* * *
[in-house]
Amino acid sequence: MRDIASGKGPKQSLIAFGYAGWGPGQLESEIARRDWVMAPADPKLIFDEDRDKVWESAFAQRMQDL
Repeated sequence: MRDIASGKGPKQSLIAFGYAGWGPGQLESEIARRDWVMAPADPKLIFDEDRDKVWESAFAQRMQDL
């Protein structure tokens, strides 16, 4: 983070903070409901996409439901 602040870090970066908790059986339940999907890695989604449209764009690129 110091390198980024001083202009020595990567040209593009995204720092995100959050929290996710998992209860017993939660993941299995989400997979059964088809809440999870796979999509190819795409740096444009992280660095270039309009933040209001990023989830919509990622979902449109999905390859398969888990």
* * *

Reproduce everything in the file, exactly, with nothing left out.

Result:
[in-house]
Amino acid sequence: MRDIASGKGPKQSLIAFGYAGWGPGQLESEIARRDWVMAPADPKLIFDEDRDKVWESAFAQRMQDL
Repeated sequence: MRDIASGKGPKQSLIAFGYAGWGPGQLESEIARRDWVMAPADPKLIFDEDRDKVWESAFAQRMQDL
């Protein structure tokens, strides 16, 4: 983070903070409901996409439901 602040870090970066908790059986339940999907890695989604449209764009690129 110091390198980024001083202009020595990567040209593009995204720092995100959050929290996710998992209860017993939660993941299995989400997979059964088809809440999870796979999509190819795409740096444009992280660095270039309009933040209001990023989830919509990622979902449109999905390859398969888990």